Trendwatch: Port of Long Beach embraces CARB rules for locomotives and trucks; PSA Marine signs off tug fleet expansion in Panama; Truck makers take on EPA’s zero-emissions carbon rule

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Port of Long Beach embraces CARB rules for locomotives and trucks

The Port of Long Beach supports California Air Resources Board’s (CARB's) new guidelines, which reflect and complement the San Pedro Bay Clean Air Action Plan, which was updated in 2017.

CARB's measures will support efforts to bring cleaner locomotives to the port's region and mandate zero-emissions trucks by 2035, and the CAAP's initiatives will bolster efforts and provide better air to all Californians.

Container News


PSA Marine signs off tug fleet expansion in Panama

PSA Marine (Pte) Ltd has completed the acquisition of a 45 per cent stake in Meyer’s Tugs S.A. (MTSA) from Inversiones Maritimas CPT S.A., a subsidiary of CPT Empresas Maritimas S.A.

The deal was closed on 27 April through PSA Marine Americas (Pte) Ltd, a wholly-owned subsidiary of PSA Marine.

The two companies aim to grow the towage service offering in Panama, with the partnership bringing together their networks, expertise, and capabilities in the towage business.

After the completion of the acquisition, MTSA will be rebranded to reflect its shared values and vision with PSA Marine.

Port Technology


Truck makers take on EPA’s zero-emissions carbon rule

Truck manufacturers are pushing back hard against the Environmental Protection Agency’s proposal to drastically cut carbon emissions from heavy trucks beginning in model year 2028.

While fully electric, zero-emission trucks are already on the roads, original equipment manufacturers (OEMs) maintain that the biggest impediment to the EPA’s rule seeking aggressive adoption for the trucking industry is a lack of infrastructure to support it.

“We fully support that goal, demonstrated by the billions of dollars already invested by our members to develop and bring to market zero-emission power trains and vehicles,” said Jed Mandel, president of the Truck and Engine Manufacturers Association (EMA), during EPA’s first public hearing on its proposal on Tuesday.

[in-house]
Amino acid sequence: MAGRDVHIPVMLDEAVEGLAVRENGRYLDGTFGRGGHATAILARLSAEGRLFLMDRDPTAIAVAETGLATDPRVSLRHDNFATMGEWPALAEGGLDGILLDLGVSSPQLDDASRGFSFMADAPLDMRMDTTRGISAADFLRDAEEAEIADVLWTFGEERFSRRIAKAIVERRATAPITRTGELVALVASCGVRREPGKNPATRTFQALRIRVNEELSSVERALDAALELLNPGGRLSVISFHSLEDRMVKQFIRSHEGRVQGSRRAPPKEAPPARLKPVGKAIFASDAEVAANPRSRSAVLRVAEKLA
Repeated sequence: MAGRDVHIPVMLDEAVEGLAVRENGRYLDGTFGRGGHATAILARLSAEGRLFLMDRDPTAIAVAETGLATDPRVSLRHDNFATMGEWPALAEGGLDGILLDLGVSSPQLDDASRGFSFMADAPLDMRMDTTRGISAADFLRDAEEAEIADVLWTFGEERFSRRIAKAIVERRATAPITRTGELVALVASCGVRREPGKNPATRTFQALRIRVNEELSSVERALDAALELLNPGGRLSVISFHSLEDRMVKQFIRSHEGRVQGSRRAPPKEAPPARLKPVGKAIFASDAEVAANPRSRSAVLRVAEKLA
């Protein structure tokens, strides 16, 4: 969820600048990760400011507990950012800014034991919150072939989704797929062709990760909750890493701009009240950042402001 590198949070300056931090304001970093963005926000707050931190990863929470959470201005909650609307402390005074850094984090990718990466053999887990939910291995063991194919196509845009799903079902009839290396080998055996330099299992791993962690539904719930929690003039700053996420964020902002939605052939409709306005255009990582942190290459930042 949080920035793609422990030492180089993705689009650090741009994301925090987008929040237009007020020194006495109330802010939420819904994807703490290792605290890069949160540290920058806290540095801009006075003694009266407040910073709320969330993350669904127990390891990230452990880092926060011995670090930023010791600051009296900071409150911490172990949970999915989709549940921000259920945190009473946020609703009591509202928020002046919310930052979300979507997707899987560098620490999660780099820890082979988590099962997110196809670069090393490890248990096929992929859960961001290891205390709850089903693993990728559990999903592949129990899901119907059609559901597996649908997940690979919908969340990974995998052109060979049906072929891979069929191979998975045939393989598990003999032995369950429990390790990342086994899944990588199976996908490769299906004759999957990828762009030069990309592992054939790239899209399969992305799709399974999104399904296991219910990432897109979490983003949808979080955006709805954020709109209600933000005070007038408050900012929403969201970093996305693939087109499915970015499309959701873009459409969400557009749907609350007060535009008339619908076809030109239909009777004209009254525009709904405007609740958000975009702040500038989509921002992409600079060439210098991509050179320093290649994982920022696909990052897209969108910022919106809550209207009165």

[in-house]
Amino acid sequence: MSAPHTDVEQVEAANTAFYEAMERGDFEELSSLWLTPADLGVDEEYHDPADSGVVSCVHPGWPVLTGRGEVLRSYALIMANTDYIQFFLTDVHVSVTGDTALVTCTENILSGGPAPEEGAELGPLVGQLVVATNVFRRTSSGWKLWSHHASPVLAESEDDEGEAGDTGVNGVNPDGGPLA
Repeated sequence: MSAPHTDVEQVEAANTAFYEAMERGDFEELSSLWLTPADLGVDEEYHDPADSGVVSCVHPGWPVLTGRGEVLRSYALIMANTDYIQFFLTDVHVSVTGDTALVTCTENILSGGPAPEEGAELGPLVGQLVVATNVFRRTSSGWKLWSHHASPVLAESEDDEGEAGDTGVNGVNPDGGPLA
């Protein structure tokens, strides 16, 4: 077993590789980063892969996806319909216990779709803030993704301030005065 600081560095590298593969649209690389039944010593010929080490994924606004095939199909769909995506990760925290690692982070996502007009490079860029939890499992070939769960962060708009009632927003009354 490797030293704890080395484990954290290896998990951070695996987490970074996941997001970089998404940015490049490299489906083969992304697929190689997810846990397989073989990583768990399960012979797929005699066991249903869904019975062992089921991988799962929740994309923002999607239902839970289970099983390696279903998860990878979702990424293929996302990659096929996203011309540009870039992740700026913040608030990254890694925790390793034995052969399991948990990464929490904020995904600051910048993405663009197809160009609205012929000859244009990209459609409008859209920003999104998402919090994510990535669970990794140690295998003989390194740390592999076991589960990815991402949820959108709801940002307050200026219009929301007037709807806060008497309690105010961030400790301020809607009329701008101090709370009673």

Freight Waves


Turkey’s trade deficit widens in April as exports slump

Turkey’s foreign trade deficit widened 44% in April from a year earlier as exports slumped due to what the government said was adverse calendar impact from a religious holiday.

The shortfall was $8.85 billion, up from a gap of $6.15 billion in 2022, according to preliminary data published by Trade Ministry on Tuesday. Exports fell 17% to $19.3 billion during the same period, while imports dropped 4.5% to $28.2 billion.

The ministry said the drop in shipments abroad was hit by the Eid holiday that marked the end of Ramadan, a holy month for Muslims. Two massive earthquakes that struck Turkey in February also continue to weigh on exports, it said.



Despite slight growth for U.S. manufacturing, the threat of a recession remains

The U.S. manufacturing sector was able to avoid a new three-year low production level in April 2023, as product orders and employment reportedly experienced slight improvements, according to Reuters. Despite the growth, higher borrowing costs and tighter credit in April 2023 "raised the risk of a recession” taking place in the United States. In fact, Jeffrey Roach, chief economist at LPL Financial, said the U.S. economy “will likely slide into recession later this year.”

The Institute for Supply Management (ISM) said its purchasing managers’ index (PMI), a monthly indicator of economic activity in the U.S. based on a survey of purchasing managers at more than 300 firms, rose from a three-year low of 46.3% in March 2023 to 47.1% in April 2023, beating the expectations of economists polled by Reuters.

Supply Chain Brain


Solar developers seen safe from 254% tariff after House vote

A House vote to reinstate solar tariffs as high as 254% on panel imports from Southeast Asia fell short of the super-majority needed to overcome a veto threat from the White House.

The 221-202 vote on the measure, which would undo a two-year moratorium on the duties put in place by President Joe Biden, indicates developers are likely safe from duties that they said would paralyze their industry. Twelve Democrats joined the vote to reinstate tariffs.



Chinese truck maker to boost Mexico presence with eye on U.S. market

Chinese truck maker Beiqi Foton Motor Co. is planning a second plant in Mexico to manufacture electric vehicles with an eye on U.S. exports.

The plant’s location has yet to be decided, said Roberto Talavera, director of electric vehicles at Foton in Mexico, but the states of Jalisco and Aguascalientes — already home to a number of major automotive facilities — are being carefully considered. The plant is expected to produce traditional internal combustion and electric vehicles, and be operational in 2025.

Supply Chain Brain